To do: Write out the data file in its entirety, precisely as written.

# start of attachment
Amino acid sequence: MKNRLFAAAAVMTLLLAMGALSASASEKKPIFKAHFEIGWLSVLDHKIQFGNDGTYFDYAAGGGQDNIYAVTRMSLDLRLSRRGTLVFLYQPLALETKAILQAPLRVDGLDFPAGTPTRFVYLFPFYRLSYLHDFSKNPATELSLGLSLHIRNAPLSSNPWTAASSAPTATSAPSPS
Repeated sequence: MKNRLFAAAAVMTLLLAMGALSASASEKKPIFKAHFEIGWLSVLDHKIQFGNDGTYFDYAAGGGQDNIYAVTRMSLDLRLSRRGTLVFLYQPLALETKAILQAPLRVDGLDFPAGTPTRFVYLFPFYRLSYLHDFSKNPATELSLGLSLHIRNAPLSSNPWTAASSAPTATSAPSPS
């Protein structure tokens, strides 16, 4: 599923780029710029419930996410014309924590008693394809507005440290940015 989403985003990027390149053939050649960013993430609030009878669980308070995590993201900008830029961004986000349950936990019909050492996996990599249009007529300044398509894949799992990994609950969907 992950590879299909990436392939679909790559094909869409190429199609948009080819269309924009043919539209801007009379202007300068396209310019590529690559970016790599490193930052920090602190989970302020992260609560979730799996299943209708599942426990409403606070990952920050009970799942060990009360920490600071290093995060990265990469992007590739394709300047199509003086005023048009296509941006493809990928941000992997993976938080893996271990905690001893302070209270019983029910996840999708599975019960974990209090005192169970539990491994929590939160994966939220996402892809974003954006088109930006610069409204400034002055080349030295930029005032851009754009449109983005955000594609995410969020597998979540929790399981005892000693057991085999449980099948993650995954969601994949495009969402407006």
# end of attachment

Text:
Amino acid sequence: MKNRLFAAAAVMTLLLAMGALSASASEKKPIFKAHFEIGWLSVLDHKIQFGNDGTYFDYAAGGGQDNIYAVTRMSLDLRLSRRGTLVFLYQPLALETKAILQAPLRVDGLDFPAGTPTRFVYLFPFYRLSYLHDFSKNPATELSLGLSLHIRNAPLSSNPWTAASSAPTATSAPSPS
Repeated sequence: MKNRLFAAAAVMTLLLAMGALSASASEKKPIFKAHFEIGWLSVLDHKIQFGNDGTYFDYAAGGGQDNIYAVTRMSLDLRLSRRGTLVFLYQPLALETKAILQAPLRVDGLDFPAGTPTRFVYLFPFYRLSYLHDFSKNPATELSLGLSLHIRNAPLSSNPWTAASSAPTATSAPSPS
């Protein structure tokens, strides 16, 4: 599923780029710029419930996410014309924590008693394809507005440290940015 989403985003990027390149053939050649960013993430609030009878669980308070995590993201900008830029961004986000349950936990019909050492996996990599249009007529300044398509894949799992990994609950969907 992950590879299909990436392939679909790559094909869409190429199609948009080819269309924009043919539209801007009379202007300068396209310019590529690559970016790599490193930052920090602190989970302020992260609560979730799996299943209708599942426990409403606070990952920050009970799942060990009360920490600071290093995060990265990469992007590739394709300047199509003086005023048009296509941006493809990928941000992997993976938080893996271990905690001893302070209270019983029910996840999708599975019960974990209090005192169970539990491994929590939160994966939220996402892809974003954006088109930006610069409204400034002055080349030295930029005032851009754009449109983005955000594609995410969020597998979540929790399981005892000693057991085999449980099948993650995954969601994949495009969402407006």